4 Common Mistakes To Avoid When Filing For Chapter 7 Bankruptcy

27 June 2018
 Categories: , Blog

If you have a large amount of debt that you cannot feasibly pay off yourself, then it may be time to start looking at bankruptcy options. Specifically, chapter 7 bankruptcy is the most common type of bankruptcy filed across the United States. If you are approved for chapter 7 bankruptcy, this means that you allow for some of your assets to be sold off and the proceeds used to pay off as much of your debt as possible. In many cases, any remaining debt may be forgiven.

If you're thinking about filing for chapter 7 bankruptcy, there are a few common mistakes you'll want to avoid.

1. Being Dishonest About Your Income/Debt

For starters, when it comes to filling out your chapter 7 application, keep in mind that you will be asked some very detailed questions about your current level of debt and your current income. The biggest mistake you can make is being dishonest about any of this debt/income or even accidentally misreporting it. 

2. Assuming All Your Debt Will Be Discharged

Another common mistake many people make when they file for chapter 7 bankruptcy is that they assume having their application approved means that all of their current debt will be discharged when all is said and done. While it's true that this is sometimes the case and the banks will try to work with you to reach a full settlement solution, there may be instances where you are still responsible for some of the debt leftover after your assets are sold and balances are paid.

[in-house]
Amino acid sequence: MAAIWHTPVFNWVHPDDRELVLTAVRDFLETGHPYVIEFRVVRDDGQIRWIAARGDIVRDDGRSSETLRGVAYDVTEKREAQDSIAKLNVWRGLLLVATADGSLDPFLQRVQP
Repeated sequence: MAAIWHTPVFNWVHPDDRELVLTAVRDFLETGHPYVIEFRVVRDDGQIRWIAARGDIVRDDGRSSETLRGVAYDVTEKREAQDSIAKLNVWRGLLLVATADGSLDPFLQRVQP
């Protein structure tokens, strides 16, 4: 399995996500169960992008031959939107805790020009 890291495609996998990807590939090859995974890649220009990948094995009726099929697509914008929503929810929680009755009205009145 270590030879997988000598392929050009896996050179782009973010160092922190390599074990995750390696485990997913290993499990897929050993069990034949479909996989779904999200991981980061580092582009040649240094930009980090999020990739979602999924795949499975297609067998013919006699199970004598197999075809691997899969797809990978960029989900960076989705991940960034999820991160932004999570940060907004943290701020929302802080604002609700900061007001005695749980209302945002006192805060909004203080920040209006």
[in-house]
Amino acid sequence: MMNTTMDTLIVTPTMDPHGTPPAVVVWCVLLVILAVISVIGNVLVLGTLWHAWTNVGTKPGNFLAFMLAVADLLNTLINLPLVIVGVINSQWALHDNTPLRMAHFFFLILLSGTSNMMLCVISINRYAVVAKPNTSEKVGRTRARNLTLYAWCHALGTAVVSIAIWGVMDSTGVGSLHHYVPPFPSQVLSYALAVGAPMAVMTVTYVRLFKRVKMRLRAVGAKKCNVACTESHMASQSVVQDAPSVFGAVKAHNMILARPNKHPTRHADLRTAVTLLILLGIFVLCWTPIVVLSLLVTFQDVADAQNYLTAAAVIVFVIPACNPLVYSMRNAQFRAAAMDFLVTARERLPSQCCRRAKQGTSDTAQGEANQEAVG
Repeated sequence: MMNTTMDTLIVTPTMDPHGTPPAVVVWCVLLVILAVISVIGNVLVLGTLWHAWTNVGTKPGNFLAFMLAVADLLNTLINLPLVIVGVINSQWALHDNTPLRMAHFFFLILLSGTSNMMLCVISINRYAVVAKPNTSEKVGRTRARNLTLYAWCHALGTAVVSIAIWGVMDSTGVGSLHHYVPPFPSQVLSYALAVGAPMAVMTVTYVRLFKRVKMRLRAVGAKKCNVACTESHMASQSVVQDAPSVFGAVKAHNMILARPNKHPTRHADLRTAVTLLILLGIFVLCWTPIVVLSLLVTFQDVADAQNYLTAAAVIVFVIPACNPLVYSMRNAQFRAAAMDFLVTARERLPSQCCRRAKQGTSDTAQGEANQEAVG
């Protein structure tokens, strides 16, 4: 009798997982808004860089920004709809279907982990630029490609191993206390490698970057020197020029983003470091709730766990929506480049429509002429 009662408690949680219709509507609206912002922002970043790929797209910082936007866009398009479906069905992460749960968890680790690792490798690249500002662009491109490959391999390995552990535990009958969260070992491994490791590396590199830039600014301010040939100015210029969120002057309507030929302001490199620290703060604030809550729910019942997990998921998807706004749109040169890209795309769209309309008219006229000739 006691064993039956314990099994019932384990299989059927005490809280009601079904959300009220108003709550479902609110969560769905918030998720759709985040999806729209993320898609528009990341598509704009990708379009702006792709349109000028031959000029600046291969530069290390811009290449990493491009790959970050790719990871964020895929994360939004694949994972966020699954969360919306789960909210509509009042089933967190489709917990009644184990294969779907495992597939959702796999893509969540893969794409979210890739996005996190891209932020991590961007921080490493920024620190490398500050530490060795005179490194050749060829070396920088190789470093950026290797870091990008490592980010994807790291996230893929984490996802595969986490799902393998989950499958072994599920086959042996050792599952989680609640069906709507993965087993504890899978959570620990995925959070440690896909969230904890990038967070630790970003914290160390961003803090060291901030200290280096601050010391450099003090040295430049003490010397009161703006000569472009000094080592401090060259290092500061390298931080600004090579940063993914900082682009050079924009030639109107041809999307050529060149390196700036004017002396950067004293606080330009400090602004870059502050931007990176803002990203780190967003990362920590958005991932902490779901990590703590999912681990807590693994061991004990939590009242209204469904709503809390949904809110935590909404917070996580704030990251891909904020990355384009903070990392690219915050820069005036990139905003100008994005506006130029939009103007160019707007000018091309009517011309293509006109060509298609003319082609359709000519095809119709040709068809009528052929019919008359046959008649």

3. Not Appealing an Initial Denial

It is not uncommon for those who file for chapter 7 to have their applications initially denied; this is often due to a mistake in filling out the application that can be easily fixed. Don't get discouraged if you're denied with your first attempt; find out the reasoning and see if there is anything you can do to rectify the error.

4. Filing Without Help From an Attorney

Finally, don't try to go through the process of filing for bankruptcy without the help of an experienced bankruptcy attorney. These professionals can help you navigate the complex filing process and will advocate for you as much as possible; they may even be able to negotiate with your creditors to reduce your total amount owed when all is said and done, so it's definitely worth having a legal team on your side during the process.

For more information, contact a law office like Haven Law Group, P.C.